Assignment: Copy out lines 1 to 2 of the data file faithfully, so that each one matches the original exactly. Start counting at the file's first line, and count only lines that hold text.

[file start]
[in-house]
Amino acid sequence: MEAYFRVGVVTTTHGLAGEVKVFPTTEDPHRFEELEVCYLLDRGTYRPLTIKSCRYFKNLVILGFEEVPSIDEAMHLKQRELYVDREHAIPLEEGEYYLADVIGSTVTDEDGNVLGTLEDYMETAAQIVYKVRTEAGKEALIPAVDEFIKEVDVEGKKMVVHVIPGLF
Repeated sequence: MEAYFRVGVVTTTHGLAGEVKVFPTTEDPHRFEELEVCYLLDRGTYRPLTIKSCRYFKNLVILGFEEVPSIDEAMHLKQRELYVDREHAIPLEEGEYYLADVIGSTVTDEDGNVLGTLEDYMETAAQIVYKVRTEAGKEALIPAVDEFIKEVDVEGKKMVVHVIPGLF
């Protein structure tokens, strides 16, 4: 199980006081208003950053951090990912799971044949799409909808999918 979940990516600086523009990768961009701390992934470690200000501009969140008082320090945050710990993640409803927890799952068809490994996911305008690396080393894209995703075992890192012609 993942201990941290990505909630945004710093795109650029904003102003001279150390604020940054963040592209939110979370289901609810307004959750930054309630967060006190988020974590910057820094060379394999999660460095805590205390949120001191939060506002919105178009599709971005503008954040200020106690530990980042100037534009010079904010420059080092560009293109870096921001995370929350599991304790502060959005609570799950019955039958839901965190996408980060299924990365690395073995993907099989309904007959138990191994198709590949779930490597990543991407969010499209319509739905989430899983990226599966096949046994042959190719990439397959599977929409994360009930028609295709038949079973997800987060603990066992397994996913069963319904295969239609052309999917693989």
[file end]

[in-house]
Amino acid sequence: MEAYFRVGVVTTTHGLAGEVKVFPTTEDPHRFEELEVCYLLDRGTYRPLTIKSCRYFKNLVILGFEEVPSIDEAMHLKQRELYVDREHAIPLEEGEYYLADVIGSTVTDEDGNVLGTLEDYMETAAQIVYKVRTEAGKEALIPAVDEFIKEVDVEGKKMVVHVIPGLF